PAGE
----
David Adam R.i.p.

This week I spent a morning on Holy Island with Rev. Linda Wards who had travelled all the way from New Zealand to visit Holy Island in the depths of winter when it is mostly closed down. She stayed at Robert and Jutta's garden annexe The Sanctuary. She had emailed me: 'I am an Anglican priest in a non-stipended role in a parish in the Wellington Diocese, New Zealand. My husband Rev. Ross Wards met you, and greatly appreciated doing so, some years back when in Britain. He completed his doctorate in Celtic studies and opened a world to me with his interest. He died about 4 months ago now after about 6 years of dealing with cancer. The way of the Celts has become very intertwined in my way, walk and ministry and I have areas of responsibility in prayer, pastoral care and spiritual direction in a parish.' We explored how she can develop Celtic retreats and connect with our international community. She had hoped also to meet David Adam whose writings had inspired sher and her husband..

A few days later I was informed that David Adam had died. I owe this ex coal miner, who became a brilliantly succinct writer, so much. When the church recognised I was called to be a 'monk in the market-place' I resolved I would live on Lindisfarne, but only if its vicar invited me.  David Adam told me he had dreamed of starting an S.A.S. (Britain's Special Air Service, whose motto is Who Dares Wins, helped Britain win World War 11, about whose pilots Churchill said 'Never in the history of mankind have so many owed so much to so few').  David's SAS was a St. Aidan Society.  So he welcomed a Community of Aidan and Hilda presence on the island and gave us some advice.

When donors enabled us to rent and then buy the Guest House on the cross-roads as a retreat house, we named it after the title of one of his books - The Open Gate. In this book he points out that in Celtic folk-lore the worst fate that can befall anyone is to be shut into a field with a locked gate. He writes:   ‘The open gate is the call to explore new areas of yourself and the world around you.  It is a challenge to come and discover that the world and ourselves are filled with mystery and with the glory of God.... We should look upon the open gate as a way to extend ourselves and our vision. ‘ It was felt that both church people and non-religious seekers could feel at home here and be themselves and yet be drawn into something deeper.

He donated the original picture which formed the cover of his book to the house. If anyone knows its whereabouts please let us know.

David wrote an inspiring article on A Vision for Mission on Holy Island which was printed in the second issue of our magazine.  This can be downloaded from this web site: .http://www.raysimpson.org/downloads/davidadam:myvisionfor holyisland. Here is an extract: 


 I see the church on Lindisfarne as being Celtic in its view of a very present God...So I want the church to be seen as a TOUCHING PLACE, where heaven and earth meet; a truly incarnational church. To encourage folk to see that God is here – and with them. 


 It means being a TEACHING PLACE, where schools, groups, pilgrims and tourists can all come and have some input. It will be also a place for retreats, spiritual renewal, courses and day experiences.... I would like to see a TRYSTING PLACE, where people seek to commit themselves to God and His mission. Where they took part in some form of dedication and accept a simple Rule of Life. All this is to express that God is among us and to be met.




 We need to be a place that proclaims the resurrection and ascension – and more – the presence of the Risen Lord. Though God is in our midst, we need to let people also experience the God beyond. We seek to be an EXTENDING PLACE, to show that our faith extends our life and our horizons rather than restricts them. To be a place that encourages people to look beyond, a place of prophecy and vision. We need to be an ELEVATING PLACE that is able to uphold those that are down... Many people coming looking for help, attention, a listening ear, all wanting uplifting...The liturgy needs to speak instantly to the visitor who does not come to church very often – here the use of Celtic style prayers can be of great use.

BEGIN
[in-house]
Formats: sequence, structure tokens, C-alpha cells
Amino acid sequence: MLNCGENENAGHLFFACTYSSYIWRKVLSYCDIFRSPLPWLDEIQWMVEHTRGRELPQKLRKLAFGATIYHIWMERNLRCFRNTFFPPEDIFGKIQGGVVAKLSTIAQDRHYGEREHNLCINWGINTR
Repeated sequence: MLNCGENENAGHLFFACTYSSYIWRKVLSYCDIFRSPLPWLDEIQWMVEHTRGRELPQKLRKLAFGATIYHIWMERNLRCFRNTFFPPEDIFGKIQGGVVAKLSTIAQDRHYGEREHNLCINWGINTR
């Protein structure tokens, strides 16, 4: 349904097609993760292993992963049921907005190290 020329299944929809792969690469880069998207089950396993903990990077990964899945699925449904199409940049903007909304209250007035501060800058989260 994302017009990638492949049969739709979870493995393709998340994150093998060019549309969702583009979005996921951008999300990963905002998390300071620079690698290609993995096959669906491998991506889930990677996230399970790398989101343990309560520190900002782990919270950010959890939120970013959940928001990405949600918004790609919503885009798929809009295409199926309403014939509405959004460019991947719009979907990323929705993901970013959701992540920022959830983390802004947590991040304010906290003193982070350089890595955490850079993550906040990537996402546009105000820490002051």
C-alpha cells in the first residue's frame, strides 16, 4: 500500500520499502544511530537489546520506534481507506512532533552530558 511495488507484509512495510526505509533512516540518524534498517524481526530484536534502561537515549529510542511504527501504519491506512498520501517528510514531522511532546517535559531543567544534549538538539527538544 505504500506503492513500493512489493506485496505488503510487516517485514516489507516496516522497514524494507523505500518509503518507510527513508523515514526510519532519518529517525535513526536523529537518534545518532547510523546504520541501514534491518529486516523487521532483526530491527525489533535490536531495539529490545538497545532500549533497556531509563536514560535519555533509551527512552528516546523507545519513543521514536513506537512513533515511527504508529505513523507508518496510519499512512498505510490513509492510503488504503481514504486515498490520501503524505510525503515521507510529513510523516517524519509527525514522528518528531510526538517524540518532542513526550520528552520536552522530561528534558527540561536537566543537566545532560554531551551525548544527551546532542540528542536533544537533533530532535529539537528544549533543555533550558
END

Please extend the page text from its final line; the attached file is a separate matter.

We need to see Christ in other and to be Christ to others. We need to be a place where people are drawn to the very sanctity of the place




 In the style of the early Celtic church, we need to be a SENDING CHURCH, encouraging people to share their faith. Training people to go out to proclaim the Good News. Of such people and others we need to be a SUPPORTING CHURCH meeting their needs and helping them to find answers to the questions they ask. Finally we need to be a STRENGTHENING CHURCH through the power of the Spirit. A place where people can come for refreshment and renewal.


 Because we are talking of the Church and not a single denomination. I would like to see this being achieved ecumenically and not just by a single group (as if that were possible). Such a vision must also include Marygate House and its work with courses and retreats. It must look at any other groups that seek to be linked to the Island and see where we can work together. Work done by St. Cuthbert’s URC, the St. Vincent de Paul Camp, the Community of Aidan and Hilda and the Northumbria Community ** have to all be seen as part of the Island and the Church at large.'



Holy Island has ups and downs, and some don't want it to be a holy island. David thought it should be a resource hub for a wide hinterland. He told me in 2019 that he was disappointed that the wider church had not put flesh onto this vision. At Christmas, I felt a divine nudge to write to him  that he could be encouraged, because straws in the wind indicated that God was at work and fresh possibilities are opening up  on the island.








Posted at 09:52am on 30th January 2020
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